Home buyers returned to the market with fresh energy in September – according to the latest numbers from the Canadian Real Estate Association (CREA), month-over-month sales inched up by 0.9% from August with 48,949 transactions nation-wide, breaking the trend of monthly declines seen since early spring.
However, 2020 remains an unprecedented year for buyer activity; this September, while the second-strongest on record, still came in -17.5% below last year in terms of sales. That’s largely due to a persistent shortage in supply, according to CREA’s analysts. A total of 65,211 new listings were brought to market over the course of the month, down -1.6% from August and lagging -19.6% below last September.
Too Few Listings Push Home Prices Higher Across the Nation
That’s fueling an ongoing supply-and-demand imbalance with steep sellers’ market conditions in roughly 60% of all local markets, and a national Sales-to New-Listings Ratio (SNLR) of 75.1%. This ratio, which measures the level of competition in the market, is calculated by dividing the number of sales by the number of new listings; a range between 40 – 60% is considered a balanced market, with above and below that threshold indicating sellers’ and buyers’ markets, respectively.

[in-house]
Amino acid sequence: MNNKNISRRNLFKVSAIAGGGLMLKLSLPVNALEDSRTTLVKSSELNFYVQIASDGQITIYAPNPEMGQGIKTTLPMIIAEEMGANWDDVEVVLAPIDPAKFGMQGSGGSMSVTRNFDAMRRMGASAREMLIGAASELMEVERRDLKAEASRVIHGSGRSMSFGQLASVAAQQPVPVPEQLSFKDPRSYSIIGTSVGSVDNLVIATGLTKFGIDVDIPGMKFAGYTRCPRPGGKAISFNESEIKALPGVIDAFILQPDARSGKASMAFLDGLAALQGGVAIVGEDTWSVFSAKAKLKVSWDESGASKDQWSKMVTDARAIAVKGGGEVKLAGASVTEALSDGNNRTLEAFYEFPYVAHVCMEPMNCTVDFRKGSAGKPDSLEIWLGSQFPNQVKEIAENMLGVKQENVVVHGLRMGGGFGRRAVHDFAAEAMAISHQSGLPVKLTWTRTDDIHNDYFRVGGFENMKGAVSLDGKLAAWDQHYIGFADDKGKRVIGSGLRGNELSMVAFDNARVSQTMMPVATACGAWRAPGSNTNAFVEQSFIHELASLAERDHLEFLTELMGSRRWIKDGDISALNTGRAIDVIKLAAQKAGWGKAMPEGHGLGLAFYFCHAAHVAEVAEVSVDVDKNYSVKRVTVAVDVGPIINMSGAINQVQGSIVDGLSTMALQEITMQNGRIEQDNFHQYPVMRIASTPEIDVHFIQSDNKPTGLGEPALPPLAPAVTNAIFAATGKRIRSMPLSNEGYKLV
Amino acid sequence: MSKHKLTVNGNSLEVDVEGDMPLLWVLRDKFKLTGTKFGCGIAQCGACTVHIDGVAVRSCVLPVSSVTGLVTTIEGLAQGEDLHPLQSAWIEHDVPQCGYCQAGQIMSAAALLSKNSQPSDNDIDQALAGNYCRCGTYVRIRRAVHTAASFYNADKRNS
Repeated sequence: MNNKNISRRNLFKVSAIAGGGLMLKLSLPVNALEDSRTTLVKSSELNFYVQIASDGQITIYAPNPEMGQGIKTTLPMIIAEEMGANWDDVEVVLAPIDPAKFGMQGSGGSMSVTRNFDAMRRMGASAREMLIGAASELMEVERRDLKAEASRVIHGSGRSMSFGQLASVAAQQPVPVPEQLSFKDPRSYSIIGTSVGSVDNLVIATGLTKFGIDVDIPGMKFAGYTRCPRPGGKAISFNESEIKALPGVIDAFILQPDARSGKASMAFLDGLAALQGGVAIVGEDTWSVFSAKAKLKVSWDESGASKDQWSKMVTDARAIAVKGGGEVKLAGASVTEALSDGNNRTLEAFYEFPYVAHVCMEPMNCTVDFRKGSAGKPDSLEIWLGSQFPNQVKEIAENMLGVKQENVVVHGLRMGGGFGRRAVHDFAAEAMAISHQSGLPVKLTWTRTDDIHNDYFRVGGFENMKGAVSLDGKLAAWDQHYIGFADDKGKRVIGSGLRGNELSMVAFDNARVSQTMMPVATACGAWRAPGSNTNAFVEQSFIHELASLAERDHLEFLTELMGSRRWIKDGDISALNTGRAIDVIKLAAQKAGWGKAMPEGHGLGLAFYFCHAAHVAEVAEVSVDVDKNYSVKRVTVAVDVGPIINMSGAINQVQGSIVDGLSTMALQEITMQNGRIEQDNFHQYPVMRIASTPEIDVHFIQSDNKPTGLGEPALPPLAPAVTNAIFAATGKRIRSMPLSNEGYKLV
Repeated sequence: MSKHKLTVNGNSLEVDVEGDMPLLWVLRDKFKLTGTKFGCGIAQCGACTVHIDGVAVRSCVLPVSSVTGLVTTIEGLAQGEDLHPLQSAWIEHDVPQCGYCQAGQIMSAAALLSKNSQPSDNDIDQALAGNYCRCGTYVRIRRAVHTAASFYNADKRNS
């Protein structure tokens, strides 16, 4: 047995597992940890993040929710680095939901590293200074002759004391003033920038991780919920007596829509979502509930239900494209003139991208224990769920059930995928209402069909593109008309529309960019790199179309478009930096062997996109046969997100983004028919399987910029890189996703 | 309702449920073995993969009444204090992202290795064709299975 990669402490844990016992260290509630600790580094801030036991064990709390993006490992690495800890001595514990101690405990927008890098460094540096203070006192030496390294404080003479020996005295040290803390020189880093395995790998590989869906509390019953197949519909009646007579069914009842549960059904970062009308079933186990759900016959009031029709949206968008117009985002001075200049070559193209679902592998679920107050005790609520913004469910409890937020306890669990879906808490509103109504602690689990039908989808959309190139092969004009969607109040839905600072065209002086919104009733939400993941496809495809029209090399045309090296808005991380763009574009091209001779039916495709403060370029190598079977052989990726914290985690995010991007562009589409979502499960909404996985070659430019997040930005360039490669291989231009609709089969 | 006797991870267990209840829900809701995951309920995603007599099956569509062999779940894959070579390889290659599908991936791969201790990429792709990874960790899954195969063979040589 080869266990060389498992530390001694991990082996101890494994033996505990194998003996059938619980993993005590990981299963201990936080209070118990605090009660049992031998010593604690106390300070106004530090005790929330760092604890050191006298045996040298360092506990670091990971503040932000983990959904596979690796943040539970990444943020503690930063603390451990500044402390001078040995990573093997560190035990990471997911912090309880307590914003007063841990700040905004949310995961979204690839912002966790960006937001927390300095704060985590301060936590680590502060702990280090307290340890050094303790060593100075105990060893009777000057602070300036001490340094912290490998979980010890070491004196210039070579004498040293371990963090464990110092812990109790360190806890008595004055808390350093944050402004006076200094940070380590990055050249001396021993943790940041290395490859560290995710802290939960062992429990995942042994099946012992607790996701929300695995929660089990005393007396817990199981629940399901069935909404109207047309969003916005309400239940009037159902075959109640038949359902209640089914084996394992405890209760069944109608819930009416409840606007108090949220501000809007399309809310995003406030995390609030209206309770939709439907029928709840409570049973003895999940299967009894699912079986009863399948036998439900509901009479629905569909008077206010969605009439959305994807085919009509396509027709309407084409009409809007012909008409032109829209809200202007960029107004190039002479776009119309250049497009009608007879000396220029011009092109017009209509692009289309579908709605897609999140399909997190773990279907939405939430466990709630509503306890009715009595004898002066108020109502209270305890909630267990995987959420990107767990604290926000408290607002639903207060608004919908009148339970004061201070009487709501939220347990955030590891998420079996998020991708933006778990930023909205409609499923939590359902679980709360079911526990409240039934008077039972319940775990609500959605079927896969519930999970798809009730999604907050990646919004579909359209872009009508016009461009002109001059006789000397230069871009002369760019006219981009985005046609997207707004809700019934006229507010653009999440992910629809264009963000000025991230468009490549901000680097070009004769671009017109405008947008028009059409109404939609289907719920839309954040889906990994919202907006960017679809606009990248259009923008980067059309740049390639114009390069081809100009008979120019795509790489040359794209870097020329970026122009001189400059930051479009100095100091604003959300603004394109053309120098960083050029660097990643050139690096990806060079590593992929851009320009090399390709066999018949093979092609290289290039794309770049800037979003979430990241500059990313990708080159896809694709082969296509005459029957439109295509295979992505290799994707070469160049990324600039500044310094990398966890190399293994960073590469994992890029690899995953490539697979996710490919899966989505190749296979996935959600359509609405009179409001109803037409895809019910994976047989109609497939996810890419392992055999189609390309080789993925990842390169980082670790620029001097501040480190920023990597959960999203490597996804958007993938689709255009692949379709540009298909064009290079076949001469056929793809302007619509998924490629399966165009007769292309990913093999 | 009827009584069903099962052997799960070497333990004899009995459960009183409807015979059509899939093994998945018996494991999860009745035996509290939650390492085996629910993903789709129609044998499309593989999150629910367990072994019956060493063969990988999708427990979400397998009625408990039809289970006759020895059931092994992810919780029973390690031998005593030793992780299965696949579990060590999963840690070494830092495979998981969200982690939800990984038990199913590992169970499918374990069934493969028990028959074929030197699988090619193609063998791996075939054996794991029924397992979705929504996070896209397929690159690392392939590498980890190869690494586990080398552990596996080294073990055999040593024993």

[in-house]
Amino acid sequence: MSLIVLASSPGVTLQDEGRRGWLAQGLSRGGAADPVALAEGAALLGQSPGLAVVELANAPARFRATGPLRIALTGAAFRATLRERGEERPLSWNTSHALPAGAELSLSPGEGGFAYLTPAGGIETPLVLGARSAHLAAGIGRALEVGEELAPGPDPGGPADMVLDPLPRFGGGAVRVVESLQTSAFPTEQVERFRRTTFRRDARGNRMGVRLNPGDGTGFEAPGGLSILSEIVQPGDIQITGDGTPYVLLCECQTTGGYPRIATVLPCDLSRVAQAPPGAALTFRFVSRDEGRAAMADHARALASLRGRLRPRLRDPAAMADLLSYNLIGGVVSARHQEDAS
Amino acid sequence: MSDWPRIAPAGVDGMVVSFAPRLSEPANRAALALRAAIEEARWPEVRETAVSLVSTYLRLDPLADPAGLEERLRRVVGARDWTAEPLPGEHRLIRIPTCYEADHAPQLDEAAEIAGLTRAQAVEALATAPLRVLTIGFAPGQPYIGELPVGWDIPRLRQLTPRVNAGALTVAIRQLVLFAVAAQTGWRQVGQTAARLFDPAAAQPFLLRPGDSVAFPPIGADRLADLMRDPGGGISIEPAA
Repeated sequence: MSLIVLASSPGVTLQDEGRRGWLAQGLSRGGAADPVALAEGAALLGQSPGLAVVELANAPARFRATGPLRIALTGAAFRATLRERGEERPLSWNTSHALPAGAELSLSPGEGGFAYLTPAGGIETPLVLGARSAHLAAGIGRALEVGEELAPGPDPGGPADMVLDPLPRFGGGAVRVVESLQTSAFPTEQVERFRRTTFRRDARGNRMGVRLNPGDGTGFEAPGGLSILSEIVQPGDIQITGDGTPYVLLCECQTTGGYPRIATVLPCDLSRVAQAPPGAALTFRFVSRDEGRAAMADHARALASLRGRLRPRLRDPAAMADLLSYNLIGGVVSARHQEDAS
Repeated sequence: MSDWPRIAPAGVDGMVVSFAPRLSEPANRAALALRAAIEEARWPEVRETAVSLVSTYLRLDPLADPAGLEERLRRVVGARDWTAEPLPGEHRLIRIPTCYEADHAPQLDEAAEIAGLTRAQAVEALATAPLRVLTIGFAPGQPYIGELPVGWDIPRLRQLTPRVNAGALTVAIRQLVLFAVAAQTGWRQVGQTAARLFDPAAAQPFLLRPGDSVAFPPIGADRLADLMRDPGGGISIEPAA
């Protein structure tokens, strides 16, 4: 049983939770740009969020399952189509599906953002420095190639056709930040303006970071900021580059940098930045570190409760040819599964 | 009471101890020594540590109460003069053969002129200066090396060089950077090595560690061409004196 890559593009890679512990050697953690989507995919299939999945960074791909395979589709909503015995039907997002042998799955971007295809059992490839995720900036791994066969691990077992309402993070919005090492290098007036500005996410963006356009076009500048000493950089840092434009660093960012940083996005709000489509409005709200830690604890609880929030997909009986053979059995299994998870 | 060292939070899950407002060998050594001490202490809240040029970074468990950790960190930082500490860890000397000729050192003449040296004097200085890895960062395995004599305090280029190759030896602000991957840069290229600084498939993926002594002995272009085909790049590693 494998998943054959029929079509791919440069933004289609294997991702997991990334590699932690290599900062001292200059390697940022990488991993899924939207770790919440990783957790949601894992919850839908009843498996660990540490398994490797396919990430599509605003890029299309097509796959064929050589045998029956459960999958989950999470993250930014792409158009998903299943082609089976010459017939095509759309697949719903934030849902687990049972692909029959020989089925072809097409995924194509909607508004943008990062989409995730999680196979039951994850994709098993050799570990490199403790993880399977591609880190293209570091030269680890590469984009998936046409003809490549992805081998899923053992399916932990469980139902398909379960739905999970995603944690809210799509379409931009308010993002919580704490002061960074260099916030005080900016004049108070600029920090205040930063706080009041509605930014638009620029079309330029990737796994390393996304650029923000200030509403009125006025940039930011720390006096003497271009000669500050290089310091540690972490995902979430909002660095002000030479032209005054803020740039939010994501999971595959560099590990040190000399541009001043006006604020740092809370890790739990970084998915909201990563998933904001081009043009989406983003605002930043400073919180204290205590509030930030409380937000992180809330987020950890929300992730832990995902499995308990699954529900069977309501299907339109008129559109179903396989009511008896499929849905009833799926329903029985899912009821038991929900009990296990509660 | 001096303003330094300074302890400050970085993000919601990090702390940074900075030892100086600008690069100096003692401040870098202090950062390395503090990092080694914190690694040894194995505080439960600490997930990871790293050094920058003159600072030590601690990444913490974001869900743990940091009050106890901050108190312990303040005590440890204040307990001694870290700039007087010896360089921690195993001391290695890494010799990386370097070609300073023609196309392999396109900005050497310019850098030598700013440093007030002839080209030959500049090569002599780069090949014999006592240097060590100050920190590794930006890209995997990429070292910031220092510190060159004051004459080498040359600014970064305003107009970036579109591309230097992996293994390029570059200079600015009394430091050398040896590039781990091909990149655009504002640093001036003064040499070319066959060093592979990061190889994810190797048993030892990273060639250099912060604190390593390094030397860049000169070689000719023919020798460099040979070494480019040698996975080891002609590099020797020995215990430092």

Canada’s SNLR has increased over both the short- and long-term, up from a ratio of 73.2% in August and well above the historical average of 54.8%. As a result, inventory sits at a record-low 2.1 months (less than half the long-term average of over five months).
All this translates into higher home prices in markets, big and small, across Canada – the national average home price rose 13.9% year over year to $686,650, while the Home Price Index, which measures the most typical type of home sold, increased by 21.5% annually, and up 1.7% month over month.